GUEST STAR NO. 5:
Next up on
, our guest blog featuring monthly stints by some of America’s top political bloggers, is
, best known as the architect of
‘s 2004 Internet strategy. A visiting assistant professor of election law at Duke University, she is the former national director of the Sunlight Foundation and a researcher at the Center for Investigative Journalism in Bosnia-Herzegovina. Zephyr also co-founded the Fair Trial Initiative, a North Carolina nonprofit dedicated to training young lawyers to be capital defense attorneys. An international expert on the use of the Internet in political campaigns, she has been featured on NPR, PBS, CNN, the New York Times and the Washington Post.
PORTS FOR PEACE:
Annual business activity associated with the twenty-nine strategically vital West Coast ports that run from San Diego to Anacortes, Washington, and drive the US-Asia shipping network accounts for more than 10 percent of US GDP. When contract negotiations idled the ports for more than a week in October 2002, losses ran to $1 billion daily until President Bush invoked the first Taft-Hartley injunction since 1971 to force the
International Longshore and Warehouse Union
back to work.
So it was with some measure of satisfaction that 10,000 ILWU members staged the broadest labor action to date against Bush’s Iraq War, shutting down all West Coast ports for the daytime shift on May 1. The ILWU’s long history of radicalism stretches back to founder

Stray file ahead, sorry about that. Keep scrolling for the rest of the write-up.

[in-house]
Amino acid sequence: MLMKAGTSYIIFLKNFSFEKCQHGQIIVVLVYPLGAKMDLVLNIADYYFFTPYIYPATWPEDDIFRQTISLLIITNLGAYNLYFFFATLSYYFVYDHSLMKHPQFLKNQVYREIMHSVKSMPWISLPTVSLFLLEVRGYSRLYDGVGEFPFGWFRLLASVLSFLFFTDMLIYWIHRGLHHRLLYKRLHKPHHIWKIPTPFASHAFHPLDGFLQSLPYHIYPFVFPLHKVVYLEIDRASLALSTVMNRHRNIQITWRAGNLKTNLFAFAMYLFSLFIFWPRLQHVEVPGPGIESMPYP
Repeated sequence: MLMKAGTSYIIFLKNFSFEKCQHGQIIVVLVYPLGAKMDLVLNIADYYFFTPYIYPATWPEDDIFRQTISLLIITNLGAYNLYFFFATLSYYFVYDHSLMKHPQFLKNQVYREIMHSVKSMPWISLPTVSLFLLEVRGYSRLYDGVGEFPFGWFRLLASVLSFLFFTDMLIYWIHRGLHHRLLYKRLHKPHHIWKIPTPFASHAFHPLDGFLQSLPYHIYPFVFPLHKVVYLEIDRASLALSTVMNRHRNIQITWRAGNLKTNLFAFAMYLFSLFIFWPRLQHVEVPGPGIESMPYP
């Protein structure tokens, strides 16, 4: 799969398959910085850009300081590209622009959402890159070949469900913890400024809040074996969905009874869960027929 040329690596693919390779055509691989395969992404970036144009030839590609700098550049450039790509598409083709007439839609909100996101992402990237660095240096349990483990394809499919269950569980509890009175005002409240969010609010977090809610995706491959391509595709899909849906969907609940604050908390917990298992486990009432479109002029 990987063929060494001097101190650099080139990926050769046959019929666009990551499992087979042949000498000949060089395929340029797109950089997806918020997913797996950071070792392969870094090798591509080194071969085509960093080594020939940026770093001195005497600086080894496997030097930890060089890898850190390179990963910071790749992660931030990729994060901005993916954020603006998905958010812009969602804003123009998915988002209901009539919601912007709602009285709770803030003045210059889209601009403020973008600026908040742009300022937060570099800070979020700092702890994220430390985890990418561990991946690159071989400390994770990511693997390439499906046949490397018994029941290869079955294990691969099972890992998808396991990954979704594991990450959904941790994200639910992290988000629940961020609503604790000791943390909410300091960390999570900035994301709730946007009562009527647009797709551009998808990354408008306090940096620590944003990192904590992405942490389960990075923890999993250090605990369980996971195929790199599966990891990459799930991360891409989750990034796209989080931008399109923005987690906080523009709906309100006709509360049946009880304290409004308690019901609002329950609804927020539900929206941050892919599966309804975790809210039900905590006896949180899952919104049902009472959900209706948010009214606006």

, leader of the 1934 San Francisco general strike, and includes outspoken opposition to US wars from Korea to Iraq. The May Day walkout, said the ILWU’s
, was a chance for port workers to “send a message to the folks in Washington that seem deaf to the overwhelming majority of Americans that want an end to the war.” The action drew support from dozens of labor and peace groups–including in Iraq, where a statement signed by thirty-seven Iraqi labor leaders demanded an immediate withdrawal of US troops and expressed solidarity with workers around the world who “organised strikes and demonstrations to end the occupation.” MAX FRASER
As that eminent psephologist Roger Miller observed, “England swings like a pendulum do.” So the Labour Party’s humiliating defeat in local elections on May 1, finishing in third place behind the Conservatives and the Liberal Democrats, was easy for the government to dismiss. In 2004, weighed down by the widely detested figure of
and his support for the war, Labour set a record low for its share of the vote in local elections and still went on to win re-election in 2005. “There is no crisis,” says Geoff Hoon, the government’s chief whip.
, who lost his bid for a third term as London’s mayor, would disagree. Still, insofar as the word “crisis” conveys a sense of urgency, Hoon may be right. “Chronic” would be a better way to describe Labour’s condition. Consider the scale of the disaster: the Conservatives won 44 percent of the overall vote: enough, if they can repeat it in the next election, to form a government. The Tories won council seats in places like Wigan, Bury and Sunderland–the northern heart of Labour’s heartland.